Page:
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not sit down to supper with such a brute, and set off to a neighbor's house, that she might have the pleasure of abusing him the longer. John, whose mind was much disturbed, went up stairs without his supper. As he was passing by Hester's little room, he heard her voice, and as he concluded she was venting bitter complaints against her unnatural parents, he stopped to listen, resolving to go in and comfort her. He stopped at the door, for, by the light of the moon, he saw her kneeling by her bedside, and praying so earnestly that she did not hear him. As he made sure she could be praying for nothing but his death, what was his surprise to hear these words, “O Lord, have mercy upon my dear father and mother: teach me to love them, to pray for them, and do them good : make me more dutiful, and more patient, that, adorning the doctrine of God my Savior, I may recommend his holy religion, and my dear parents may be brought to love and fear thee, through Jesus Christ.”

Poor John, who would never have been hard-hearted if he had not been a drunkard, could not stand this; he fell down on his knees, embraced his child, and begged her to teach him how to pray. He prayed himself as well as he could ; and, though he did not know what words to use, yet his heart was melted; he owned he was a sinner, and begged Hester to fetch the prayer-book, and read over the confession with which he had been so struck at church. This was the pleasantest order she had ever obeyed. Seeing him deeply affected with a sense of sin, she pointed out to him the Savior of sinners; and in this manner she passed some hours with her father, which were the happiest of her life : such a night was worth a hundred cotton, or even silk gowns. In the course of the week, Hester read over the confession, and some other prayers, to her father so often, that he got them by heart, and repeated them while he was at work. She next taught him the fifty-first psalm. At length he took courage to kneel down and pray before he went to bed. From that time he bore his wife's ill-humor much better than he had ever done ; and, as he knew her to be neat, and notable, and saving, he began to think, that if her temper was not quite so bad, his home might still become as pleasant a place to him as ever the Bell had been ; but, unless she became more tractable, he did not know what to do with his long evenings after the little ones were in bed, for he began, once more, to delight in playing with them. Hester proposed that she herself should teach him to read an hour every night; and he consented. Rebecca began to storm, from the mere trick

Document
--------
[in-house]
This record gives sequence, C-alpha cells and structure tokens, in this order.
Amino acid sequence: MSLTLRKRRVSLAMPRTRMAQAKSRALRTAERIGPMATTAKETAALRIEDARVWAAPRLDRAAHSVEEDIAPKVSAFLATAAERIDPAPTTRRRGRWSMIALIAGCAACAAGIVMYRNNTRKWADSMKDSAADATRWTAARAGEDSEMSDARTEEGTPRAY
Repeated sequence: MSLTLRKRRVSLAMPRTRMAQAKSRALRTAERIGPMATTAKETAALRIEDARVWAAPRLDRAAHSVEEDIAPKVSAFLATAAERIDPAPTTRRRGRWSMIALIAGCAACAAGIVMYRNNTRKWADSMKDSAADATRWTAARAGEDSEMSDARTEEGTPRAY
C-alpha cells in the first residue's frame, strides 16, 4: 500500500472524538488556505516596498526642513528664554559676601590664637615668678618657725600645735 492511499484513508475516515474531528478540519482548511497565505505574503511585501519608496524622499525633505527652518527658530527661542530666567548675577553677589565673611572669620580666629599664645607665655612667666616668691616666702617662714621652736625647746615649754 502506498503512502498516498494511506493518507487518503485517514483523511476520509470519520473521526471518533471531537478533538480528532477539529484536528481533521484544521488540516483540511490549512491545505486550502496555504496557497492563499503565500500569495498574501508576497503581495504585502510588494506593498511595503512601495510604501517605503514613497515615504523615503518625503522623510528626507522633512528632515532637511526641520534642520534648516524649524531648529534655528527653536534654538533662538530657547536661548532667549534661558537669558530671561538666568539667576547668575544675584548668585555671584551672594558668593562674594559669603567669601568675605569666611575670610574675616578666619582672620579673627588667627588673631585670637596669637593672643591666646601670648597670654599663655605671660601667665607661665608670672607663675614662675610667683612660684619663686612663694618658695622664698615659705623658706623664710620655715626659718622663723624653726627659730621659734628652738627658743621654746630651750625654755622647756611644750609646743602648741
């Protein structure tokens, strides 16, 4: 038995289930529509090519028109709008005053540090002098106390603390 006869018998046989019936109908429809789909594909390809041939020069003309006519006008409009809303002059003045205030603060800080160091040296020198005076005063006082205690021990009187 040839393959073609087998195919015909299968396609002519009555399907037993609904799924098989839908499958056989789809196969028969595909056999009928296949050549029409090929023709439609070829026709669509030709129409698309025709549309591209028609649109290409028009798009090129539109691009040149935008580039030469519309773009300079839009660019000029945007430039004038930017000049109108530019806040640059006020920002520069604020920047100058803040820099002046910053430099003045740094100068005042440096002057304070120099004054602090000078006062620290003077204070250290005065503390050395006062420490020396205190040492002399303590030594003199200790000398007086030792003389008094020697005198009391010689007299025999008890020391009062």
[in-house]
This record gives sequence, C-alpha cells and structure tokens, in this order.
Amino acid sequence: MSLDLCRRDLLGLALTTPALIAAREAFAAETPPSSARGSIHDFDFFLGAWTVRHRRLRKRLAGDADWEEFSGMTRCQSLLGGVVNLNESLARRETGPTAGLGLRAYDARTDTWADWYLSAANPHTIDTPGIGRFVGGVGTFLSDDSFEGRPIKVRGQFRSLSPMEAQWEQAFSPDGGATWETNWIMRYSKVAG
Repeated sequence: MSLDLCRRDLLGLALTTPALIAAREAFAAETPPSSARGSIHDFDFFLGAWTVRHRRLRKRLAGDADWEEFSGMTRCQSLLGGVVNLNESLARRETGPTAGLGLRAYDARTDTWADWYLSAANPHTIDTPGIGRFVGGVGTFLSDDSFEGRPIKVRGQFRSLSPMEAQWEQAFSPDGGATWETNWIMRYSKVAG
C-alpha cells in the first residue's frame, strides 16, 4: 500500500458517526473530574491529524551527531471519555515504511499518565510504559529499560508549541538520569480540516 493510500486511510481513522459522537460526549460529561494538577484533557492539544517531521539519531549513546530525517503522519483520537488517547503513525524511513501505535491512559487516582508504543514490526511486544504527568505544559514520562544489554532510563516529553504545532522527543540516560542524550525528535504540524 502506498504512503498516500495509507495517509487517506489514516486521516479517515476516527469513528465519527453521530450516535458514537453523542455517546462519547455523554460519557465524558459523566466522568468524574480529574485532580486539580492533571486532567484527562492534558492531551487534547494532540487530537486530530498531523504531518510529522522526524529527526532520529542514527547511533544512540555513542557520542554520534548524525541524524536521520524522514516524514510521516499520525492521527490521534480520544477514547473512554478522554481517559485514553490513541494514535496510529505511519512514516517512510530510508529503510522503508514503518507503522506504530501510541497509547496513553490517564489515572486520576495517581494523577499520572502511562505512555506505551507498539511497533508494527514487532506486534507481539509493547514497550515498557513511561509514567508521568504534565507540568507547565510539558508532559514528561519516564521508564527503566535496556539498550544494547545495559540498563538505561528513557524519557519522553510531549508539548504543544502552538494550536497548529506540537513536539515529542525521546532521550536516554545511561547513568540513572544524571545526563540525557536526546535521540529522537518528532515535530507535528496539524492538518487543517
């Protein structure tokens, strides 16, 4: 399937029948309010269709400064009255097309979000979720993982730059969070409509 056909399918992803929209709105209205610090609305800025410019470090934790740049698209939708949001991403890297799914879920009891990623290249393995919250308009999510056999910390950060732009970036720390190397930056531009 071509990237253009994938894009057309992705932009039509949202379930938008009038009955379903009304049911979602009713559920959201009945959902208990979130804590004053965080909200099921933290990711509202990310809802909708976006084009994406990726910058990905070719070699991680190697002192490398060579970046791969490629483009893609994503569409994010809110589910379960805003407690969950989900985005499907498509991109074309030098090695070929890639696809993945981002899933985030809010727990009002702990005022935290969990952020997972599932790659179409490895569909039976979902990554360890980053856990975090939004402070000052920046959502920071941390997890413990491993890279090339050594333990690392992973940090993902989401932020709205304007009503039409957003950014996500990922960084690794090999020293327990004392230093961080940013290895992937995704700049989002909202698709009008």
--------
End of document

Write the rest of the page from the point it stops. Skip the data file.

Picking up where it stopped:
she had got of storming ; but finding that he now brought home all his earnings, and that she got both his money and his company (for she had once loved him), she began to reconcile herself to this new way of life. In a few months, John could read a psalm. In learning to read it, he also got it by heart, and this proved a little store for private devotion; and while he was mowing or reaping, he could call to mind a text to cheer his labor. He now went constantly to church, and often dropped in at the school on a Sunday evening to hear their prayers. He expressed so much pleasure at this, that one day Hester ventured to ask him if they should set up family prayer at home. John said he should like it mightily ; but, as he could not yet read quite well enough, he desired Hester to try to get a proper book, and begin next Sunday night. Hester had bought, of a pious hawker, for three halfpence, the Book of Prayers, printed for the Cheap Repository, and knew she should there find something suitable.

When Hester read the exhortation at the beginning of this little book, her mother, who sat in the corner, and pretended to be asleep, was so much struck, that she could not find a word to say against it. For a few nights, indeed, she continued to sit still, or pretended to rock the young child, while her husband and daughter were kneeling at their prayers. She expected John would have scolded her for this; and so perverse was her temper, that she was disappointed at his finding no fault with her. Seeing at last that he was very patient, and that, though he prayed fervently himself, he suffered her to do as she liked, she lost the spirit of opposition, for want of something to provoke it. As her pride began to be subdued, some little disposition to piety was awakened in her heart. By degrees she slid down on her knees, though at first it was behind the cradle, or the clock, or in some corner, where she thought they would not see her. Hester rejoiced, even in this outward change in her mother, and prayed that God would at last be pleased to touch her heart, as he had done that of her father.

As John now spent no idle money, he had saved up a trifle by working over-hours ; this he kindly offered to Hester, to make up for the loss of her gown. Instead of accepting it, Hester told him, that as she herself was young and healthy, she should soon be able to clothe herself out of her own savings, and begged him to make her mother a present of this gown, which he did. It had been a maxim of Rebecca, that it was better not to go to church at all, than go in an old gown. She had, however, so far conquered this evil notion, that she had lately gone pretty often. This kindness of the gown touched her not a little; and the first Sunday she put it on, Mr. Simpson happened to preach from this text, “God resisteth the proud, but giveth grace to the humble.” This sermon so affected Rebecca, that she never once thought she had her new gown on, till she came to take it off when she went to bed; and that very night, instead of skulking behind, she knelt down by her husband, and joined in prayer with much fervor.